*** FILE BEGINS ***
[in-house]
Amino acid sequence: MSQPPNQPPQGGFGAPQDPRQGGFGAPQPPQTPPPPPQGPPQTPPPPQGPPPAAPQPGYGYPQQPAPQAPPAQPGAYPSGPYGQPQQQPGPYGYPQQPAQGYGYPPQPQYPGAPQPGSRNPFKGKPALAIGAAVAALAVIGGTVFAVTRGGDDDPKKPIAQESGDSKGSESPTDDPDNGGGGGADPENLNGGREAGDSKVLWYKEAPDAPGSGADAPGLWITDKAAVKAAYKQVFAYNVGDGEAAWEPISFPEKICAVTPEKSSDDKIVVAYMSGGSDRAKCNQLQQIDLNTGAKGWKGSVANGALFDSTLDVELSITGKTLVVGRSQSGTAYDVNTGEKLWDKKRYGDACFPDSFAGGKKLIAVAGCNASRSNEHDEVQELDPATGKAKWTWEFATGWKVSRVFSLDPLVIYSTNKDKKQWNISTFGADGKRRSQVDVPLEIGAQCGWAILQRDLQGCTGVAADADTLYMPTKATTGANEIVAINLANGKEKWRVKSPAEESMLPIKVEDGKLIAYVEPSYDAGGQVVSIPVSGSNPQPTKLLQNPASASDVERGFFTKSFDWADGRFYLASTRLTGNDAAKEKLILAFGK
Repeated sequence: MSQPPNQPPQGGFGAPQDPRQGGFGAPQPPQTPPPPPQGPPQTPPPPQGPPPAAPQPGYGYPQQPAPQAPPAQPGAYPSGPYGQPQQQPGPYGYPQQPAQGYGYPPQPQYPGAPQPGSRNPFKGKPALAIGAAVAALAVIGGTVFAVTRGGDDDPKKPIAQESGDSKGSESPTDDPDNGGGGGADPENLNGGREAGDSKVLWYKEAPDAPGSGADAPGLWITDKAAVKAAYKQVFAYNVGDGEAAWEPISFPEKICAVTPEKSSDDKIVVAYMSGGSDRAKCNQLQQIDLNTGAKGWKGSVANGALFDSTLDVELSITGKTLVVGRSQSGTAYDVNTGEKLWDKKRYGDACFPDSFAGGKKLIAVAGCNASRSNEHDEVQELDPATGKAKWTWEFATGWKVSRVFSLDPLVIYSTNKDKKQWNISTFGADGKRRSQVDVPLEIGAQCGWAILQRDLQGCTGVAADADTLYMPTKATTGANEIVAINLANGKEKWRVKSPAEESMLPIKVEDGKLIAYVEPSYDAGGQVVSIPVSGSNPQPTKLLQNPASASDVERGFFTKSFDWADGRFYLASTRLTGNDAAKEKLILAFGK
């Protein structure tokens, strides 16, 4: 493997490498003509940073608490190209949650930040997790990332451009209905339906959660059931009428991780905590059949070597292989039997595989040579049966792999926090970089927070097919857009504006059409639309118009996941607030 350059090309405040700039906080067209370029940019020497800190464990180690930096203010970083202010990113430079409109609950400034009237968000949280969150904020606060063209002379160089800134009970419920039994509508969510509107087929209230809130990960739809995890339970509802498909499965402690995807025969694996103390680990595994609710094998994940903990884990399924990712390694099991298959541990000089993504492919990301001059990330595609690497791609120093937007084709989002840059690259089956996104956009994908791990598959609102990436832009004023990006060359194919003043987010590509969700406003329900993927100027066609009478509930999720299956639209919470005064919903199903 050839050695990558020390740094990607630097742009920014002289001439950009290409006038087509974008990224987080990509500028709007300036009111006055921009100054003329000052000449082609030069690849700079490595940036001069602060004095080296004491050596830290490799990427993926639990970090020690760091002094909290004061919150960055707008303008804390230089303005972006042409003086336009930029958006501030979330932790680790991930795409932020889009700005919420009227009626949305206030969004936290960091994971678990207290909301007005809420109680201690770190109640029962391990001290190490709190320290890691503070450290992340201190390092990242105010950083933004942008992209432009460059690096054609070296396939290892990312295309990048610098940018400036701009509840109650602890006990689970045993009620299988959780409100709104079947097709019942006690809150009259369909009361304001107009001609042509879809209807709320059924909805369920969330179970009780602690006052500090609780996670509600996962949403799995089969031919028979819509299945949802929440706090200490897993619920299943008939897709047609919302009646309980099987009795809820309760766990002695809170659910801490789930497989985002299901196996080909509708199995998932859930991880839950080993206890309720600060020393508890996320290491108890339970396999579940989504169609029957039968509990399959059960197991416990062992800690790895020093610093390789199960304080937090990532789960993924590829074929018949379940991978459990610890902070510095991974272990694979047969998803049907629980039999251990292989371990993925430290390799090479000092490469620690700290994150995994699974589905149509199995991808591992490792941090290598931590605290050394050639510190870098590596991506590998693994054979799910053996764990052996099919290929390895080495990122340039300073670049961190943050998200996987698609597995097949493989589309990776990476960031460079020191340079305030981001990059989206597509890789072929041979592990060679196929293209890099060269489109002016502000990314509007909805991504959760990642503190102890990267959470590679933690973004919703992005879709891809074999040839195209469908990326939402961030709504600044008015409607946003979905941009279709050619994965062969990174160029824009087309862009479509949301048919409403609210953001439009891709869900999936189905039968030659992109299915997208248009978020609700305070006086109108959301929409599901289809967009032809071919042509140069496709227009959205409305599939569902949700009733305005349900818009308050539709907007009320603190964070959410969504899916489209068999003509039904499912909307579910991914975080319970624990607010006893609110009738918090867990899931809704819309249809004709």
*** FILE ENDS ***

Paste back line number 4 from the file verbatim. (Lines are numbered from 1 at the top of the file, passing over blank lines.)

């Protein structure tokens, strides 16, 4: 493997490498003509940073608490190209949650930040997790990332451009209905339906959660059931009428991780905590059949070597292989039997595989040579049966792999926090970089927070097919857009504006059409639309118009996941607030 350059090309405040700039906080067209370029940019020497800190464990180690930096203010970083202010990113430079409109609950400034009237968000949280969150904020606060063209002379160089800134009970419920039994509508969510509107087929209230809130990960739809995890339970509802498909499965402690995807025969694996103390680990595994609710094998994940903990884990399924990712390694099991298959541990000089993504492919990301001059990330595609690497791609120093937007084709989002840059690259089956996104956009994908791990598959609102990436832009004023990006060359194919003043987010590509969700406003329900993927100027066609009478509930999720299956639209919470005064919903199903 050839050695990558020390740094990607630097742009920014002289001439950009290409006038087509974008990224987080990509500028709007300036009111006055921009100054003329000052000449082609030069690849700079490595940036001069602060004095080296004491050596830290490799990427993926639990970090020690760091002094909290004061919150960055707008303008804390230089303005972006042409003086336009930029958006501030979330932790680790991930795409932020889009700005919420009227009626949305206030969004936290960091994971678990207290909301007005809420109680201690770190109640029962391990001290190490709190320290890691503070450290992340201190390092990242105010950083933004942008992209432009460059690096054609070296396939290892990312295309990048610098940018400036701009509840109650602890006990689970045993009620299988959780409100709104079947097709019942006690809150009259369909009361304001107009001609042509879809209807709320059924909805369920969330179970009780602690006052500090609780996670509600996962949403799995089969031919028979819509299945949802929440706090200490897993619920299943008939897709047609919302009646309980099987009795809820309760766990002695809170659910801490789930497989985002299901196996080909509708199995998932859930991880839950080993206890309720600060020393508890996320290491108890339970396999579940989504169609029957039968509990399959059960197991416990062992800690790895020093610093390789199960304080937090990532789960993924590829074929018949379940991978459990610890902070510095991974272990694979047969998803049907629980039999251990292989371990993925430290390799090479000092490469620690700290994150995994699974589905149509199995991808591992490792941090290598931590605290050394050639510190870098590596991506590998693994054979799910053996764990052996099919290929390895080495990122340039300073670049961190943050998200996987698609597995097949493989589309990776990476960031460079020191340079305030981001990059989206597509890789072929041979592990060679196929293209890099060269489109002016502000990314509007909805991504959760990642503190102890990267959470590679933690973004919703992005879709891809074999040839195209469908990326939402961030709504600044008015409607946003979905941009279709050619994965062969990174160029824009087309862009479509949301048919409403609210953001439009891709869900999936189905039968030659992109299915997208248009978020609700305070006086109108959301929409599901289809967009032809071919042509140069496709227009959205409305599939569902949700009733305005349900818009308050539709907007009320603190964070959410969504899916489209068999003509039904499912909307579910991914975080319970624990607010006893609110009738918090867990899931809704819309249809004709």